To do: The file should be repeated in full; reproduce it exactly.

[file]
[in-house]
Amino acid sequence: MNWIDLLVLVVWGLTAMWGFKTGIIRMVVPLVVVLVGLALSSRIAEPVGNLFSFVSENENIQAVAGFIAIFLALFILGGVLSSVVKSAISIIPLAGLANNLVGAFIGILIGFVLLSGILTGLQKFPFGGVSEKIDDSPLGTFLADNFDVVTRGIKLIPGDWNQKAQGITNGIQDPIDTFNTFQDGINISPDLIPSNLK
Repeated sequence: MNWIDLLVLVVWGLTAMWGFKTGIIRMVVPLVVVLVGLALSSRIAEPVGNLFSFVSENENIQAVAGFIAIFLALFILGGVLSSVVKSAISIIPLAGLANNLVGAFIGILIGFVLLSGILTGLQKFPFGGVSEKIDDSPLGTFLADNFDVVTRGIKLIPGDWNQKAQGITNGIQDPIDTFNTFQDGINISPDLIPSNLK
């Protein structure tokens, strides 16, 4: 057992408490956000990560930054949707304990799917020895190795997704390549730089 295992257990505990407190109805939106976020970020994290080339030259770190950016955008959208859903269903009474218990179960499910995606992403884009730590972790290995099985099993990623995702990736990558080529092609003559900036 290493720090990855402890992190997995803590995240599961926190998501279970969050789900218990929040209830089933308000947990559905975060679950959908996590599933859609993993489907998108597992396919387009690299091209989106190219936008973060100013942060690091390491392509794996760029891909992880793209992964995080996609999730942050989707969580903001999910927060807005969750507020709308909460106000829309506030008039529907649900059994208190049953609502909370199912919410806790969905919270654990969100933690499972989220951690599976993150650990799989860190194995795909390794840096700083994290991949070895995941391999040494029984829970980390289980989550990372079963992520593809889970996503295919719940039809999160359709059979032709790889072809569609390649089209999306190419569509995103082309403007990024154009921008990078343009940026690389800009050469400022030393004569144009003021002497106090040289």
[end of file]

[in-house]
Amino acid sequence: MNWIDLLVLVVWGLTAMWGFKTGIIRMVVPLVVVLVGLALSSRIAEPVGNLFSFVSENENIQAVAGFIAIFLALFILGGVLSSVVKSAISIIPLAGLANNLVGAFIGILIGFVLLSGILTGLQKFPFGGVSEKIDDSPLGTFLADNFDVVTRGIKLIPGDWNQKAQGITNGIQDPIDTFNTFQDGINISPDLIPSNLK
Repeated sequence: MNWIDLLVLVVWGLTAMWGFKTGIIRMVVPLVVVLVGLALSSRIAEPVGNLFSFVSENENIQAVAGFIAIFLALFILGGVLSSVVKSAISIIPLAGLANNLVGAFIGILIGFVLLSGILTGLQKFPFGGVSEKIDDSPLGTFLADNFDVVTRGIKLIPGDWNQKAQGITNGIQDPIDTFNTFQDGINISPDLIPSNLK
């Protein structure tokens, strides 16, 4: 057992408490956000990560930054949707304990799917020895190795997704390549730089 295992257990505990407190109805939106976020970020994290080339030259770190950016955008959208859903269903009474218990179960499910995606992403884009730590972790290995099985099993990623995702990736990558080529092609003559900036 290493720090990855402890992190997995803590995240599961926190998501279970969050789900218990929040209830089933308000947990559905975060679950959908996590599933859609993993489907998108597992396919387009690299091209989106190219936008973060100013942060690091390491392509794996760029891909992880793209992964995080996609999730942050989707969580903001999910927060807005969750507020709308909460106000829309506030008039529907649900059994208190049953609502909370199912919410806790969905919270654990969100933690499972989220951690599976993150650990799989860190194995795909390794840096700083994290991949070895995941391999040494029984829970980390289980989550990372079963992520593809889970996503295919719940039809999160359709059979032709790889072809569609390649089209999306190419569509995103082309403007990024154009921008990078343009940026690389800009050469400022030393004569144009003021002497106090040289």